#EndTheAwkward: breaking the discomfort around disability (4 News/Londres)

Not just “brave”: a charity aims to overcome social awkwardness as research shows the majority of disabled people feel they are treated differently.

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Do you know how to act around a disabled person? A new poll for for disability charity Scope’s End the Awkward campaign shows the majority of disabled people – 62 per cent – say they are treated differently because they are disabled.

Two fifths have been asked “what’s wrong with you?”, nearly a fifth have been told “you’re brave,” and shockingly over a third have been accused of faking their disability.

Scope’s campaign is intended to break the awkwardness people feel about disability, by raising awareness of the experiences disabled people have.

Mark Atkinson, interim chief executive, says: “Not enough people come into contact with disabled people, so when they do, they don’t know what to do… They panic, make awkward gaffes, or worse, avoid situations for fear of doing the wrong thing.”

The people below have shared their experiences shine a light on the awkwardness that many people feel around disabled people.04_disability_KELLYFINAL--(None)_LRG

Kelly Perks-Bevington describes going to a festival with her husband, and being constantly interrupted by people giving her high-fives. She says “people come over on a night out and tell me how much respect they have for me. Just because I’m having a night out!”

Well intentioned interactions reinforce that people perceive are looking at the disability and not the person.

Another Scope blogger Ronnie describes having a conversation with a stranger in a pub when he said: “Well, it’s good to see people like YOU out and about!”04_disability_RONNIEFINAL_W--(None)_LRG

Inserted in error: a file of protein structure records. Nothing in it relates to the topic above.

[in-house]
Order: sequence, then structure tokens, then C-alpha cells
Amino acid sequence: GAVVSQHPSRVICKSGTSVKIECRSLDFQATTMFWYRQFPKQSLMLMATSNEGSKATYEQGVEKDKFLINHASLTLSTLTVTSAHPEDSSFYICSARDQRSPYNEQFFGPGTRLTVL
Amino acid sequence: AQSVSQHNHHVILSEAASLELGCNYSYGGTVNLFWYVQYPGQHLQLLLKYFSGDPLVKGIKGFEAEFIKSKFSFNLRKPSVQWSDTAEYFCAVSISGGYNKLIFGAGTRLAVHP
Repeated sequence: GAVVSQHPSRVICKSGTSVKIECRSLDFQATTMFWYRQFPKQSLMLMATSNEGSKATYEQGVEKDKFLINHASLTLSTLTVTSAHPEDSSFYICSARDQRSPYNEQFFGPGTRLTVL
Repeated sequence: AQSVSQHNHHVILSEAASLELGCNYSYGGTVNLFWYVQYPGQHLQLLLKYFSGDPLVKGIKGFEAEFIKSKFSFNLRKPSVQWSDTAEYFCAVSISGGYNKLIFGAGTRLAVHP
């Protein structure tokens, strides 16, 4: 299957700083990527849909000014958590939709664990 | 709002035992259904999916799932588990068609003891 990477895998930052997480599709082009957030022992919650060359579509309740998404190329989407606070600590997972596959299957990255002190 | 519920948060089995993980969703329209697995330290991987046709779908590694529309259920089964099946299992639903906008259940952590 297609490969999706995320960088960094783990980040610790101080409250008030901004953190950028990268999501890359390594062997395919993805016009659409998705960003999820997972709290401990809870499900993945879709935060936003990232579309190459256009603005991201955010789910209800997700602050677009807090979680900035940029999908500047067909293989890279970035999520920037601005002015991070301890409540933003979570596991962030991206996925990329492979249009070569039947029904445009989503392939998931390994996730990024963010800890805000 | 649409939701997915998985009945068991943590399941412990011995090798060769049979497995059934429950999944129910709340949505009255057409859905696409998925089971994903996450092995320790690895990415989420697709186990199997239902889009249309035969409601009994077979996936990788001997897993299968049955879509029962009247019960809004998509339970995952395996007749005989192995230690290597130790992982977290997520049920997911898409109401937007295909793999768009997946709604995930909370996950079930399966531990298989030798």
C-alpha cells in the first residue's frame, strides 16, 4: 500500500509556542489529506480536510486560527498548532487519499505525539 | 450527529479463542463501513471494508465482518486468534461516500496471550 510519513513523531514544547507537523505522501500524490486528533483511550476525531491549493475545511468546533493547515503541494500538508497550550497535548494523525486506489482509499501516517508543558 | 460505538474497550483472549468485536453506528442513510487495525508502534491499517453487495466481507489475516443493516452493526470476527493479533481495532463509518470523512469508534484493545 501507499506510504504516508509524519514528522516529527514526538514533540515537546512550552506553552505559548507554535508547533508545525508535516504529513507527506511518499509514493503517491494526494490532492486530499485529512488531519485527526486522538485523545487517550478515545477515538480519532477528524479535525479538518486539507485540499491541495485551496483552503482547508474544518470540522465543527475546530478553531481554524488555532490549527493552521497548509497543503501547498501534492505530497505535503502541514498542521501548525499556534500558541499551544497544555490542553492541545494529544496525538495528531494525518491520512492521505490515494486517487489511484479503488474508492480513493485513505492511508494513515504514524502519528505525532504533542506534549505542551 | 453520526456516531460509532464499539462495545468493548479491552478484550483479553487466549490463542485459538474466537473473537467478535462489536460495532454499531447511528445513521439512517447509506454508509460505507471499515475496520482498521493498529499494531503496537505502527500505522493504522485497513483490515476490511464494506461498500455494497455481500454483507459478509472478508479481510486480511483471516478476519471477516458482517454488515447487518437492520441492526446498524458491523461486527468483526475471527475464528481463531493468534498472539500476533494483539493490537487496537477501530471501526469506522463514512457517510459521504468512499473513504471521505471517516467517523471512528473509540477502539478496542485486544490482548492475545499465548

Ronnie Murray is a head chef at Mark Hix’s London restaurants and has a shortened left arm.

He doesn’t experience awkwardness with the team that he works with, but says with strangers, first encounters can be awkward.

He says: “A lot of it is about your own presence and attitude. Most people are much more comfortable once you’ve shown them there’s nothing to be embarrassed about.”04_disability_MARIEFINAL_w--(None)_LRG

Marie Andrews describes the attitude she experiences with her husband Dan. She says: “There’s this assumption that we should all be lumped together in some big institution and not let out in public. So when they see us, they can’t quite believe their eyes that a guy who isn’t disabled could have fallen in love with me.”

She recalls how painful it was when a stranger judged her husband as if he was paedophile because of her size. “It hit us quite hard, Dan especially.”

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Emily Davison is a fashion and beauty blogger also known as Fashioneyesta.

She is visually imparied and uses a guide-dog. She describes an encounter when she asked directions from a stranger, who proceeded to give them to her guide dog.

She responds: “My guide dog is wonderful and exceptionally well trained – but she’s just not a sat nav.”04_disability_JOSIEFINAL_w--(None)_LRG

Josie Scantlebury has a learning disability, she works at the charity Mencap.

She says people don’t understand that being different is okay.

“They treat you with confusion – or just ignore you. It makes me feel unwanted. We can’t keep ignoring people with a learning disability… it is ruining lives.”

Talk to me: I can speak for myself

Speaking to a friend or carer rather than directly to a person is a common complaint of disabled people.

The Channel 4 Shorts series made in partnership with Scope, is based on real people’s experiences.

In one film a hairdresser approached a man in a wheelchair with a woman in the waiting room next to him. The hairdresser asks: “What are we doing for your mate today then?”

When it is pointed out they are not together, the disabled man (played by an actor) adds “I can talk for myself – it’s okay.”04_disability_SAMFINAL_w--(None)_LRG

Image credit: The Picture Foundry

Invisible disabilities come with their own challenges.

Samantha Cleasy blogs about her Inflammatory Bowel Disease and has set up a campaign called #MoreThanMeetsTheEye.

She wrote an open letter when a stranger in a supermarket tutted at her loudly for using the toilet.

She wrote: “My lack of wheelchair may have suggested to you that I was some lazy cow who didn’t care… I sometimes have accidents which means a large toilet that has a sink right by me means I can clean myself up when things go awry. I hate having to use the disabled loos as I have to deal with people like you staring, nudging, tutting.”

Artículo retomado de http://www.channel4.com/news/endtheawkward-breaking-the-discomfort-around-disability

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